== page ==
Netprog 2002 DNS41 RFC 959 The RFC includes lots more information and many details including: –parameters for commands –lists of reply status codes –protocol state diagrams –support for a variety of file structures –sample sessions
Netprog 2002 DNS42 Address Conversion Functions and The Domain Name System Based on Notes by D. Hollinger Refs: UNIX Network Programming, Stevens, Chapter 9 RFC 1034 RFC 1035 Also based on Java Network Programming and Distributed Computing, Chapter 3
Netprog 2002 DNS43 Hostnames IP Addresses are great for computers –IP address includes information used for routing. IP addresses are tough for humans to remember. IP addresses are impossible to guess. –ever guessed at the name of a WWW site?
Netprog 2002 DNS44 The Domain Name System The domain name system is usually used to translate a host name into an IP address. Domain names comprise a hierarchy so that names are unique, yet easy to remember.
Netprog 2002 DNS45 DNS Hierarchy educomorgjp rpialbany
Netprog 2002 DNS46 Host name structure Each host name is made up of a sequence of labels separated by periods. –Each label can be up to 63 characters –The total name can be at most 255 characters. Examples: –whitehouse.gov –barney.the.purple.dinosaur.com –monica.cs.rpi.edu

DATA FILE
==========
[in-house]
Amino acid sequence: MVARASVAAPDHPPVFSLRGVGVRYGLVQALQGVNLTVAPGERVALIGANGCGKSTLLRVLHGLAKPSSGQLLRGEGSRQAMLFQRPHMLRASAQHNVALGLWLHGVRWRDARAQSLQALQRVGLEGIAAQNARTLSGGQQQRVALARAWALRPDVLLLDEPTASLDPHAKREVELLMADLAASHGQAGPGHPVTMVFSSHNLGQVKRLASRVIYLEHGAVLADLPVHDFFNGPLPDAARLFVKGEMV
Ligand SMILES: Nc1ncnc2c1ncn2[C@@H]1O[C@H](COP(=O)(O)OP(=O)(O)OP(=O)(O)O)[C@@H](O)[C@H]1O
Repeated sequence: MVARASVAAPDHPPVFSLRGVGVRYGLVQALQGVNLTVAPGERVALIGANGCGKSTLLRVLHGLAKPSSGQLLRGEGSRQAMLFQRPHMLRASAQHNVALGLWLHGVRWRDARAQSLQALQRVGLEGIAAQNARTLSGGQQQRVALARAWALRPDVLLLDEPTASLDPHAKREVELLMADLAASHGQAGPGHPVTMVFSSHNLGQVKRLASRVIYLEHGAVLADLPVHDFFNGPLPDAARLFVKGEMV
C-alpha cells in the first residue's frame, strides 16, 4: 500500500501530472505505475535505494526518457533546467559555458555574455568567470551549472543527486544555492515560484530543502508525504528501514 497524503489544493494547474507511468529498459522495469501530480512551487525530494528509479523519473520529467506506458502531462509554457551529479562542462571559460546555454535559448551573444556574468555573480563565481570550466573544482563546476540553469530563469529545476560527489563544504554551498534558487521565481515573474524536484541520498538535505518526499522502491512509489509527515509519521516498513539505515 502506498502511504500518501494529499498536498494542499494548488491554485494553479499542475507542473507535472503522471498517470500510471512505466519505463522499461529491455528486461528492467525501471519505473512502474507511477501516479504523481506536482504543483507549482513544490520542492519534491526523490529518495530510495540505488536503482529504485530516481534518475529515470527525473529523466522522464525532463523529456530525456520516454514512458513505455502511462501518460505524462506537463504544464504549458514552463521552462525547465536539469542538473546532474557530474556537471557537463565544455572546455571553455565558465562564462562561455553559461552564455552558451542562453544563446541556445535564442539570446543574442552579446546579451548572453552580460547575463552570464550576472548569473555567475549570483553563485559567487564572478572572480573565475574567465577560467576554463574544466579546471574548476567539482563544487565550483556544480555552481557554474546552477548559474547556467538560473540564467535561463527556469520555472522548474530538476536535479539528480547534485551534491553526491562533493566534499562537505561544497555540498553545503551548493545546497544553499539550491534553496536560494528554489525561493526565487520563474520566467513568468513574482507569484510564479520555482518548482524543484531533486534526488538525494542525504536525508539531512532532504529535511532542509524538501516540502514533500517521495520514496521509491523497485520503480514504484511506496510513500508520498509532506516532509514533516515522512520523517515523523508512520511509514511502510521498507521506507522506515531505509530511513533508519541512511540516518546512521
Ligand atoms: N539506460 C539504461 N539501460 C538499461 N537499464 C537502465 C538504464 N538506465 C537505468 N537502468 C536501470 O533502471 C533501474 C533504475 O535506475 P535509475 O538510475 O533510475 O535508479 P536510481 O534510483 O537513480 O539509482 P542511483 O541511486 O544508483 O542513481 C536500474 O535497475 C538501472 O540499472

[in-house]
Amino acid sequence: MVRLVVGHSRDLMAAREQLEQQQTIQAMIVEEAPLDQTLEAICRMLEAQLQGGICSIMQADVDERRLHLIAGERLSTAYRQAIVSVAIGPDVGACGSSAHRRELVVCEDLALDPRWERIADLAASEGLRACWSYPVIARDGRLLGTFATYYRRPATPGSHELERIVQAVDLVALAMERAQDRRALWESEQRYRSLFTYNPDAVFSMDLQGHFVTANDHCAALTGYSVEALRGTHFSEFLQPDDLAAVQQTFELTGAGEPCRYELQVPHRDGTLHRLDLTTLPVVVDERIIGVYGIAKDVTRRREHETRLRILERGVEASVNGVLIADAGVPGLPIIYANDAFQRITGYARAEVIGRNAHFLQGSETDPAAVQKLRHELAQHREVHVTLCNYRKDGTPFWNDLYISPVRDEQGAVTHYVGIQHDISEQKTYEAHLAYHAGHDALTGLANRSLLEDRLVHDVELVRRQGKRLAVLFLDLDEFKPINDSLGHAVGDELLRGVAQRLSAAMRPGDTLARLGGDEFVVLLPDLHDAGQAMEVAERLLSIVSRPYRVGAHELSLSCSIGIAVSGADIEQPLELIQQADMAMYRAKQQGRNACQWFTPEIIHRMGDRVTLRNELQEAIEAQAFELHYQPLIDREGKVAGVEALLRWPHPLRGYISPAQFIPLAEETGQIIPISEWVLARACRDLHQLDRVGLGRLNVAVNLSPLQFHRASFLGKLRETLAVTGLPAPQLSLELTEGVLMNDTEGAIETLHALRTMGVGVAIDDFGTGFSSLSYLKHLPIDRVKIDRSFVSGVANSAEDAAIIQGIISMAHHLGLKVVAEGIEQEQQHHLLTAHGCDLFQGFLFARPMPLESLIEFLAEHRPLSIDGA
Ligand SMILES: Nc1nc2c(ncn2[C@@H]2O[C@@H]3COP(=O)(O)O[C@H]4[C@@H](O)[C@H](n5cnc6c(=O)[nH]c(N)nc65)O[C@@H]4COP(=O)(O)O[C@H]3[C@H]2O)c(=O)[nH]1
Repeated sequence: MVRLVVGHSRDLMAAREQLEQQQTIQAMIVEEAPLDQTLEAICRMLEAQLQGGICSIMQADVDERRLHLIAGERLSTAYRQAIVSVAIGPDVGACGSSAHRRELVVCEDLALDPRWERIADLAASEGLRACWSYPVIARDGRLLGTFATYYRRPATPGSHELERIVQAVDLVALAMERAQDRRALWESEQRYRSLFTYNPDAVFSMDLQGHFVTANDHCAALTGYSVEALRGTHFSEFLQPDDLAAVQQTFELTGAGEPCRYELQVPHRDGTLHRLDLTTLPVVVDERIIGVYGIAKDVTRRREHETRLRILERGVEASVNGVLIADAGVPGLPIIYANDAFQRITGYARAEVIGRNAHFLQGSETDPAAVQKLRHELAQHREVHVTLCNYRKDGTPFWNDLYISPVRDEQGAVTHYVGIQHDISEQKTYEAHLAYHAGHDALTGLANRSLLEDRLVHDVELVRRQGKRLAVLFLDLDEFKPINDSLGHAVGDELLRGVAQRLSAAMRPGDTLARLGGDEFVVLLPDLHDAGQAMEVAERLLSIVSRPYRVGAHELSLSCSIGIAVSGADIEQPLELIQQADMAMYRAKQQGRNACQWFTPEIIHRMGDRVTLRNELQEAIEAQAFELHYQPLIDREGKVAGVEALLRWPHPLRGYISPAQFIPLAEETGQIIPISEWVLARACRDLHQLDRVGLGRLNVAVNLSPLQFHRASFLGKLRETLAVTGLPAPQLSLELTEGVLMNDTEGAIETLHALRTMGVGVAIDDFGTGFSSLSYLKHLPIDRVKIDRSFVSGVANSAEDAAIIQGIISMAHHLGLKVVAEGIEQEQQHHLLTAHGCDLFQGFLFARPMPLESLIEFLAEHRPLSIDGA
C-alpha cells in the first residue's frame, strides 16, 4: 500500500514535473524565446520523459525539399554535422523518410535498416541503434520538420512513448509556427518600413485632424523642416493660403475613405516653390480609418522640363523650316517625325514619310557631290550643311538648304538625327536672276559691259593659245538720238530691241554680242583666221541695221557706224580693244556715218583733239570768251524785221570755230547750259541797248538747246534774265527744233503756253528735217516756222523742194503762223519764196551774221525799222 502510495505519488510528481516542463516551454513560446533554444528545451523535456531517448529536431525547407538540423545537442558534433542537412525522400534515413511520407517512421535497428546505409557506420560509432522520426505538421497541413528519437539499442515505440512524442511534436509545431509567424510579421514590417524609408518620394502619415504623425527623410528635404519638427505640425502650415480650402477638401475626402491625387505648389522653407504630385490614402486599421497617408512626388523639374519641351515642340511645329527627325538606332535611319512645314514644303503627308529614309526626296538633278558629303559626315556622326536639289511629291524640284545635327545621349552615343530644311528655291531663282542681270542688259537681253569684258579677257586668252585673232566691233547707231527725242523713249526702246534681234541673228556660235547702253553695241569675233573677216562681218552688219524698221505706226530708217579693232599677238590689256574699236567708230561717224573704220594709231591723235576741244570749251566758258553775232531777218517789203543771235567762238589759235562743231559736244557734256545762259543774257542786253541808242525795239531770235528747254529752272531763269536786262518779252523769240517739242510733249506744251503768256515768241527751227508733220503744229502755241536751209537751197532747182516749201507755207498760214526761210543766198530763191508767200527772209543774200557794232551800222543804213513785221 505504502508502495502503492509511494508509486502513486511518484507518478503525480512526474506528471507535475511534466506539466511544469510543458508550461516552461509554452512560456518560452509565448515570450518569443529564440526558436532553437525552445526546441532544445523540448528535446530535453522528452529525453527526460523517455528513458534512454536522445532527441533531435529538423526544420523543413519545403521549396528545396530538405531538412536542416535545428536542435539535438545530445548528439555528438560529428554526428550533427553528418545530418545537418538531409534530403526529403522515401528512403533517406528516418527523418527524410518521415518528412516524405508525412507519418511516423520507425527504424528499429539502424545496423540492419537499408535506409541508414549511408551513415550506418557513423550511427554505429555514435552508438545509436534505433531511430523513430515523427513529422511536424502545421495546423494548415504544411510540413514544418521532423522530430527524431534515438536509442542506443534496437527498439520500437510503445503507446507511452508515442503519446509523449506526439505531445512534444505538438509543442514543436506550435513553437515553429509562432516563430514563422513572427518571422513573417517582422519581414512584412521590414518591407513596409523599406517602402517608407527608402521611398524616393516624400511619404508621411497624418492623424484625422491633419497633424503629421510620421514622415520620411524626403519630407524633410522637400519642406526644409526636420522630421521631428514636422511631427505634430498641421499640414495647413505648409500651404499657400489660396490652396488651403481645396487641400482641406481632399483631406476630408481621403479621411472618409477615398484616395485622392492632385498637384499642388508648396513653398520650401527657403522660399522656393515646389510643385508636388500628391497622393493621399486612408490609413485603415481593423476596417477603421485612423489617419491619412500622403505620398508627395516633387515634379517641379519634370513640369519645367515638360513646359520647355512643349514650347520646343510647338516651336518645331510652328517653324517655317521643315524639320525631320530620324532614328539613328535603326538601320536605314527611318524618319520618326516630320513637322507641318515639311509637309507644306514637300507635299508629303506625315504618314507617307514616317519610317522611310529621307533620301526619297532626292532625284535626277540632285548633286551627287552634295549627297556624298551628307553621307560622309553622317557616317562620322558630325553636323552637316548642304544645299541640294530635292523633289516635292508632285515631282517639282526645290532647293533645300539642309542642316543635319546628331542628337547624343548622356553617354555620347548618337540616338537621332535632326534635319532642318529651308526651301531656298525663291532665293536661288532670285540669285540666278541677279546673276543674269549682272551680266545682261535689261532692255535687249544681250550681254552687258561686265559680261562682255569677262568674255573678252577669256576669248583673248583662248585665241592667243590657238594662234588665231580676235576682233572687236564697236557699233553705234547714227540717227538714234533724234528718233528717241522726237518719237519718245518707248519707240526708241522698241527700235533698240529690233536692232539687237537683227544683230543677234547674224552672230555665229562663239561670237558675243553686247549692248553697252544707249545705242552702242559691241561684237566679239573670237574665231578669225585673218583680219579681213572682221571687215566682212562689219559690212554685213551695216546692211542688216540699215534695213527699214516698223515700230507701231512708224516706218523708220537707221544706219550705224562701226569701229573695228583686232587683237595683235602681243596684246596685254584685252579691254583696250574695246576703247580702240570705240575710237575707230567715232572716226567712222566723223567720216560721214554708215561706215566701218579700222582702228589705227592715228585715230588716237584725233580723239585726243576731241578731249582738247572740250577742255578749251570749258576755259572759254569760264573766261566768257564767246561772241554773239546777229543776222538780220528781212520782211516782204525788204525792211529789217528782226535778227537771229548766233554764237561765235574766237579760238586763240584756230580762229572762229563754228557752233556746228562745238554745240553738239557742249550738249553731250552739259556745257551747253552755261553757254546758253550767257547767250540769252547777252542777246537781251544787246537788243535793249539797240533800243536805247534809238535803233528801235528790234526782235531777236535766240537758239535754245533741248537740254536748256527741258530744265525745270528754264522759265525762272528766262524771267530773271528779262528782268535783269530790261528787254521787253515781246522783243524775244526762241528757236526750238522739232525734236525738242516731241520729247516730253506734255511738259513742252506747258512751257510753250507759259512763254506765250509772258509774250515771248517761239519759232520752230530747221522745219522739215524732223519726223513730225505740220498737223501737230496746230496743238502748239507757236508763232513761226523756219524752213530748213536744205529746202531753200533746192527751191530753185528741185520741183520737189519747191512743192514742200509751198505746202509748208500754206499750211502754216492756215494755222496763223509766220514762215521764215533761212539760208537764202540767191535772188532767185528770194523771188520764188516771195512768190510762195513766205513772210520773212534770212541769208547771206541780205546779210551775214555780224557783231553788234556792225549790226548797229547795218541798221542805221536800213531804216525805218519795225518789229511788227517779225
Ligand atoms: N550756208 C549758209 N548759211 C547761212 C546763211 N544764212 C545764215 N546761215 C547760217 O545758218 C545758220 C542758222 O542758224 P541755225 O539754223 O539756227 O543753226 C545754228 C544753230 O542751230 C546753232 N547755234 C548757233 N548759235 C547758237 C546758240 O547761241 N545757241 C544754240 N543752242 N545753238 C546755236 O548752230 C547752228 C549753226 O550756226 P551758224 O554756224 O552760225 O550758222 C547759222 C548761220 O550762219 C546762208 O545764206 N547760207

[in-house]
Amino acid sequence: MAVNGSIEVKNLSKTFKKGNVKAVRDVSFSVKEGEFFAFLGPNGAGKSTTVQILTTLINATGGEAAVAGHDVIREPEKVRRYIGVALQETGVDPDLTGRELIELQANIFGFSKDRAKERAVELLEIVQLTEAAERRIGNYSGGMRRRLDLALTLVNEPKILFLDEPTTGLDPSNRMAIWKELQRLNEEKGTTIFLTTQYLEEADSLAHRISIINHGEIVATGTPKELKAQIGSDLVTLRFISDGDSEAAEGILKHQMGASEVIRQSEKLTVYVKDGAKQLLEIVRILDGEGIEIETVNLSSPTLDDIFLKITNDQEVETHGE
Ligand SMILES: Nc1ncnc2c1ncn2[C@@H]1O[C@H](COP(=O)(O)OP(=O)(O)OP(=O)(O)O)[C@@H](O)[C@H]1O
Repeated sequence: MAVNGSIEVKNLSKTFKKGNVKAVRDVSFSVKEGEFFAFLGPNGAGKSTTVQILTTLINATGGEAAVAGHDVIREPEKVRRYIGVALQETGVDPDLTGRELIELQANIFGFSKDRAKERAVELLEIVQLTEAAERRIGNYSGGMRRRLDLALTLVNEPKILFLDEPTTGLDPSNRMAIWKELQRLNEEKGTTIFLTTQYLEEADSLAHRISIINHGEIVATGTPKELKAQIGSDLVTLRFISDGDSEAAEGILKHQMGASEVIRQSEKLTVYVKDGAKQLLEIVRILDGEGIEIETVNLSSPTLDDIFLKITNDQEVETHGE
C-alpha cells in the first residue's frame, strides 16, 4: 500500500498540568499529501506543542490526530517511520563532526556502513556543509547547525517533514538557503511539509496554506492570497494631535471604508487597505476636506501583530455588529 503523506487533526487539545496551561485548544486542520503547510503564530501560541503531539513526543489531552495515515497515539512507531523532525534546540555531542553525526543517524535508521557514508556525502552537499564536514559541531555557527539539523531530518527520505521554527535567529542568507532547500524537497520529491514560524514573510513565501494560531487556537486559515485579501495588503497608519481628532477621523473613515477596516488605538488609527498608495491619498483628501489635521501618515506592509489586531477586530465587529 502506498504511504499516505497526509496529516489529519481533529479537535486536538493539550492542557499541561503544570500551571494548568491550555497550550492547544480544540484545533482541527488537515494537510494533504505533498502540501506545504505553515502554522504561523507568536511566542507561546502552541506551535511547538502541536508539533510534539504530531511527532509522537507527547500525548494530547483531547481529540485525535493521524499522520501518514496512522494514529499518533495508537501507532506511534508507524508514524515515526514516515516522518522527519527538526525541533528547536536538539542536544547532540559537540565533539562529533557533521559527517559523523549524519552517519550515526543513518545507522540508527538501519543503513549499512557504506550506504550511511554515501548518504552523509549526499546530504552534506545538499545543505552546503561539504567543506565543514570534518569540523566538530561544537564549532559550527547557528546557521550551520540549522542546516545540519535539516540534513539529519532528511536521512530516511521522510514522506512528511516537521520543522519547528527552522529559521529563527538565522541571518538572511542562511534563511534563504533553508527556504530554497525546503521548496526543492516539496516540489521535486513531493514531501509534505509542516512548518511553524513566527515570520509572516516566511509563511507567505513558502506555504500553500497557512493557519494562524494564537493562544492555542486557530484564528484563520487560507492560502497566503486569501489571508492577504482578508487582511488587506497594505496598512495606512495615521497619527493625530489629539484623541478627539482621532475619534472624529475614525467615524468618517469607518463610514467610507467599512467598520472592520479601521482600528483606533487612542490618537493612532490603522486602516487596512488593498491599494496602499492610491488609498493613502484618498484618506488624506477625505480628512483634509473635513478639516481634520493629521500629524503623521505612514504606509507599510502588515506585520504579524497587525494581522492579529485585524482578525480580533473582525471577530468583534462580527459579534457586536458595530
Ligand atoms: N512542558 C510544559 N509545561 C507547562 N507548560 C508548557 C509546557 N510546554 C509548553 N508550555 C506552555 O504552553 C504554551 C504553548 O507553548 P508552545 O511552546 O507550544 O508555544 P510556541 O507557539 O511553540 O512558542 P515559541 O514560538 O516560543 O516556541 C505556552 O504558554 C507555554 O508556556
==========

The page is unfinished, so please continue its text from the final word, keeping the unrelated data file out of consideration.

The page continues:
Netprog 2002 DNS47 Domain Name The domain name for a host is the sequence of labels that lead from the host (leaf node in the naming tree) to the top of the worldwide naming tree. A domain is a subtree of the worldwide naming tree.
Netprog 2002 DNS48 Top level domains edu, gov, com, net, org, mil, … Countries each have a top level domain (2 letter domain name). New top level domains include:.aero.biz.coop.info.name.pro
Netprog 2002 DNS49 DNS Organization Distributed Database –The organization that owns a domain name is responsible for running a DNS server that can provide the mapping between hostnames within the domain to IP addresses. –So - some machine run by RPI is responsible for everything within the rpi.edu domain.